Cardiologists suggest patient-centered approach to replacing implantable cardioverter-defibrillators

January 25, 2012

More than 100,000 implantable cardioverter-defibrillators (ICDs) are implanted in the United States annually, fully a quarter of those are generator replacements simply because the battery is depleted. But are all those replacements necessary and should they actually be performed?

Writing in the Jan. 26 issue of the , doctors at the CardioVascular Institute at Beth Israel Deaconess Medical Center suggest the answer is surely no.

Similar to a pacemaker, an ICD is implanted in the chest with a wire running to the heart of patients at risk for . The device delivers a shock of electricity to the heart when it detects an abnormal and potentially life threatening heart rhythm.

"Though ICDs are lifesaving for some patients, evaluation of the clinical and ethical aspects of ICD replacement is long overdue," writes lead author Daniel B. Kramer, MD, a Cardiac Electrophysiology Fellow at BIDMC and Clinical Fellow in Medicine at Harvard Medical School, who believes patients and doctors must move beyond the view that this type of therapy as a lifelong treatment.

"Some patients may elect to keep these devices for the rest of their lives," says Kramer. "But for others, the risks associated with replacing the device may outweigh any expected benefit. We really need to make decisions on an individual basis."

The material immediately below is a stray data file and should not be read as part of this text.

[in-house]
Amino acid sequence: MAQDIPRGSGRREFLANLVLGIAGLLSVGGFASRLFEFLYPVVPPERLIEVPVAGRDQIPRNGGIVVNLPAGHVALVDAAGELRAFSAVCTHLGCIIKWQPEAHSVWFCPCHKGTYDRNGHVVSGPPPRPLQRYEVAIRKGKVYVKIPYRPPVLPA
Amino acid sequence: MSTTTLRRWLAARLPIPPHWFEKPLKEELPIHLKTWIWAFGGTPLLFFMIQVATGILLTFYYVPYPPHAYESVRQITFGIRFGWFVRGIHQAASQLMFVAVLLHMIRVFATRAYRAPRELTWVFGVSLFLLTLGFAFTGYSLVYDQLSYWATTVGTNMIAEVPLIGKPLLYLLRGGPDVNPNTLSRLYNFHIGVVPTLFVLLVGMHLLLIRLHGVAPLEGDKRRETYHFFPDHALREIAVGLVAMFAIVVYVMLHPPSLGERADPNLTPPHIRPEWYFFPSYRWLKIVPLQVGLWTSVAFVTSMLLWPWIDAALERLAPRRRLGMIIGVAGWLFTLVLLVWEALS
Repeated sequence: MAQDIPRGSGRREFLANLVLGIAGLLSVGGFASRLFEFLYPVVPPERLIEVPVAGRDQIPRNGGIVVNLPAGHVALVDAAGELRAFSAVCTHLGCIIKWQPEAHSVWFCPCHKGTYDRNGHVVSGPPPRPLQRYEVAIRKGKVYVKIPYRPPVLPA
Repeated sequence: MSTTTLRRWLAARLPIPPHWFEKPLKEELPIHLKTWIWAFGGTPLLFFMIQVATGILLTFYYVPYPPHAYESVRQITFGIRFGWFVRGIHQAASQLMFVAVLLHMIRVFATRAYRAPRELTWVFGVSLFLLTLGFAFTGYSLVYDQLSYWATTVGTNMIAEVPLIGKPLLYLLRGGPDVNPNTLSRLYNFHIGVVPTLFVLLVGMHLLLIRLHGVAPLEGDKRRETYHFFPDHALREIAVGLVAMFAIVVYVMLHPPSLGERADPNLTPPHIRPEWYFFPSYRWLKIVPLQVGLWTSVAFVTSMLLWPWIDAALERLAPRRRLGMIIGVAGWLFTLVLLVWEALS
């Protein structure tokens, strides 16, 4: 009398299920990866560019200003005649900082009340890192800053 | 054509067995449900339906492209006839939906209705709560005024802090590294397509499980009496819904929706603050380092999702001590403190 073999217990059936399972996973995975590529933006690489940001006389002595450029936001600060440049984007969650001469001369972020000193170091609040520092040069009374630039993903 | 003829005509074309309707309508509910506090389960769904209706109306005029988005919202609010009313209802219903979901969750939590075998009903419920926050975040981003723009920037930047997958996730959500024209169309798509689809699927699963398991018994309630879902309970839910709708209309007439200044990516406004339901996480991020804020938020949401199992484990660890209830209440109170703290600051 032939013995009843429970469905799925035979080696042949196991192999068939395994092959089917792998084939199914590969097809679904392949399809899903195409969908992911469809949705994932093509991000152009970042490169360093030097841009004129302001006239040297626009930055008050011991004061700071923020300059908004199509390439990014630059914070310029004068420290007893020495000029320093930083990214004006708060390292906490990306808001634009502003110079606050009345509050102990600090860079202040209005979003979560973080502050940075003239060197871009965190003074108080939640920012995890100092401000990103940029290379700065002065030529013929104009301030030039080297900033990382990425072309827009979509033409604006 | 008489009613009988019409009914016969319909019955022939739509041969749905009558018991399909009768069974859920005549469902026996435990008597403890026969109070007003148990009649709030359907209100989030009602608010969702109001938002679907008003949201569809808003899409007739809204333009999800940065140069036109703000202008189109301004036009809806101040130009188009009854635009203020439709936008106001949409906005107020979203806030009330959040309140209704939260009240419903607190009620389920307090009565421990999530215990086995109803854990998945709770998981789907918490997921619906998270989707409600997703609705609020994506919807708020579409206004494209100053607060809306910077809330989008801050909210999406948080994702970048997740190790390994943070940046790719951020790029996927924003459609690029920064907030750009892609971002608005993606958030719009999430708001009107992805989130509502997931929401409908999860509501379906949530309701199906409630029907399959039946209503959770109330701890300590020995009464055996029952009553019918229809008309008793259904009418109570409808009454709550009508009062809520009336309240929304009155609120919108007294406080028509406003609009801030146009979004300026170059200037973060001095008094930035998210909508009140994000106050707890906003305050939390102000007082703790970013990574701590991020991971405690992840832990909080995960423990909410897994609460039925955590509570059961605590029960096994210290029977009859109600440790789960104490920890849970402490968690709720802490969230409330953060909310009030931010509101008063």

Kramer suggests that patients be assessed carefully before replacement, just as they were when the ICD was initially implanted.

Patient experiences with the device should also be factored in, such as inappropriate shocks, the patient's value system and personal preferences for end of life care. "A more concrete expression of a patient's wishes might emerge through an advance directive." The medical system itself also plays a significant role in clouding decisions around ICD replacement.

"There are often several doctors and several specialties consulting on one person's care," says Kramer, . "with ambiguity about who is ultimately responsible. Who makes the decision to avoid the possibly unnecessary and certainly very costly procedure?" he asks, adding that the current fee-for-service system offers little to no incentive for doctors to decline the procedure.

More challenging for doctors, may be the moral objection from doctors and patients to stopping a potentially life-saving or life-prolonging device.

"Indeed, some patients or physicians might consider non-replacement equivalent to either physician-assisted suicide or euthanasia, despite consensus statements that clearly reject this view."

"What we really need are clinical trials focusing on ICD replacement," says Kramer. "Doctors and patients need data evaluating outcomes to better inform the decision making process."

While awaiting studies that can help inform evidence-based guidelines, Kramer suggests who implant ICDs should take the lead in educating "primary care physicians, general cardiologists, and other specialists regarding the appropriateness of ICD replacement for individual patients."

And conversations with patients and family members about down-the-line replacement should start early, ideally at the time of the initial placement.

" should not find themselves committed to a lifelong therapy or trapped by misconceptions about clinical, ethical, and legal aspects of choosing not to replace a device."

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